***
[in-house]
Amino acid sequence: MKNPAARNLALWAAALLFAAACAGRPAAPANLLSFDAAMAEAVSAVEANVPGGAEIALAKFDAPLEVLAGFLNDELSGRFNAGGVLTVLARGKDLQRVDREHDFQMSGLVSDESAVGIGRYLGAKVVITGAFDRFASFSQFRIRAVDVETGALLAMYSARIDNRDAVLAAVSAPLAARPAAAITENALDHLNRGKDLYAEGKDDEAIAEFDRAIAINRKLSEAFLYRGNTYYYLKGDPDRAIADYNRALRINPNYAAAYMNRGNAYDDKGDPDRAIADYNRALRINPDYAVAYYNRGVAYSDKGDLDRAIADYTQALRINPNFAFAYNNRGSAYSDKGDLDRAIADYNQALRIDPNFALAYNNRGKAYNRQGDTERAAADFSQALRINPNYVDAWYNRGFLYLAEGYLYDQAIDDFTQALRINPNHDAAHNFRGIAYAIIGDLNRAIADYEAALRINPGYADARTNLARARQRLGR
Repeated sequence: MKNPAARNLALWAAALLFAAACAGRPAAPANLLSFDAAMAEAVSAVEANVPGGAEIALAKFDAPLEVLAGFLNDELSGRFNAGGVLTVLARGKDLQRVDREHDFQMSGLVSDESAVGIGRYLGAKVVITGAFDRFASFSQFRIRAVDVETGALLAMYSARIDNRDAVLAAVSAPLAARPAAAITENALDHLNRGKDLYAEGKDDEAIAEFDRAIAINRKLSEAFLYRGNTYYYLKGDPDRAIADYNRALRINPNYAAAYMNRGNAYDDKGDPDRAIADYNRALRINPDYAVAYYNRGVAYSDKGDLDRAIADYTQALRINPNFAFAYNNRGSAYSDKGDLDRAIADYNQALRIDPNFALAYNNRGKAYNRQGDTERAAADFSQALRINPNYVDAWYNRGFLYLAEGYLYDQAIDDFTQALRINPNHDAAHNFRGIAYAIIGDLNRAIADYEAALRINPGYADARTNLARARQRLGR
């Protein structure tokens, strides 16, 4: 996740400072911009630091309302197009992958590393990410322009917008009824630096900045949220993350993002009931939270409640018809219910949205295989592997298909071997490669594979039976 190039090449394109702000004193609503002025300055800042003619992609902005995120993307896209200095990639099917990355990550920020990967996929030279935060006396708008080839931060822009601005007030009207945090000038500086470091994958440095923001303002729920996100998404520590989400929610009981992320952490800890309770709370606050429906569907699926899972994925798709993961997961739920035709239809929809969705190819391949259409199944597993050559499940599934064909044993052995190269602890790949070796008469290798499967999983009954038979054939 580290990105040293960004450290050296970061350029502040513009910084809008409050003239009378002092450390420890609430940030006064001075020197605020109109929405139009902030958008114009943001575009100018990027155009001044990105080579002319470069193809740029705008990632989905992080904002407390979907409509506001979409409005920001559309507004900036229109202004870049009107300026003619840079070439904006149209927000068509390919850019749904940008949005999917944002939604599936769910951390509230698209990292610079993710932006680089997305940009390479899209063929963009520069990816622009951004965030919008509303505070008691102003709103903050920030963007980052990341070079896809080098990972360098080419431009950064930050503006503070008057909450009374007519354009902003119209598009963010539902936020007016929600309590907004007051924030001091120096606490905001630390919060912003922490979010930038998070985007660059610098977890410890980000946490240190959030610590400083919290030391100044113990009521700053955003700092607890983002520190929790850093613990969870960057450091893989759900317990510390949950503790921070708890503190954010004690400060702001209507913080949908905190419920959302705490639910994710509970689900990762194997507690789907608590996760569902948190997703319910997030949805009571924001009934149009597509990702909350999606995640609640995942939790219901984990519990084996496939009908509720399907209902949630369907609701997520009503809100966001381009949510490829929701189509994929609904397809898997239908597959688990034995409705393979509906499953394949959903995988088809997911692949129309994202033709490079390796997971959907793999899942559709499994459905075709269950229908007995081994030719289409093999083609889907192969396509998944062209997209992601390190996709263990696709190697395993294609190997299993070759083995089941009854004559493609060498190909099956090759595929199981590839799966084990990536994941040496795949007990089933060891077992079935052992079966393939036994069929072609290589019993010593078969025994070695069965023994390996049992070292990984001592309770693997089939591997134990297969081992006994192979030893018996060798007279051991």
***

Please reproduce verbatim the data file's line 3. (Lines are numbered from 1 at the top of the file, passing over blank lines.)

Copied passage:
Repeated sequence: MKNPAARNLALWAAALLFAAACAGRPAAPANLLSFDAAMAEAVSAVEANVPGGAEIALAKFDAPLEVLAGFLNDELSGRFNAGGVLTVLARGKDLQRVDREHDFQMSGLVSDESAVGIGRYLGAKVVITGAFDRFASFSQFRIRAVDVETGALLAMYSARIDNRDAVLAAVSAPLAARPAAAITENALDHLNRGKDLYAEGKDDEAIAEFDRAIAINRKLSEAFLYRGNTYYYLKGDPDRAIADYNRALRINPNYAAAYMNRGNAYDDKGDPDRAIADYNRALRINPDYAVAYYNRGVAYSDKGDLDRAIADYTQALRINPNFAFAYNNRGSAYSDKGDLDRAIADYNQALRIDPNFALAYNNRGKAYNRQGDTERAAADFSQALRINPNYVDAWYNRGFLYLAEGYLYDQAIDDFTQALRINPNHDAAHNFRGIAYAIIGDLNRAIADYEAALRINPGYADARTNLARARQRLGR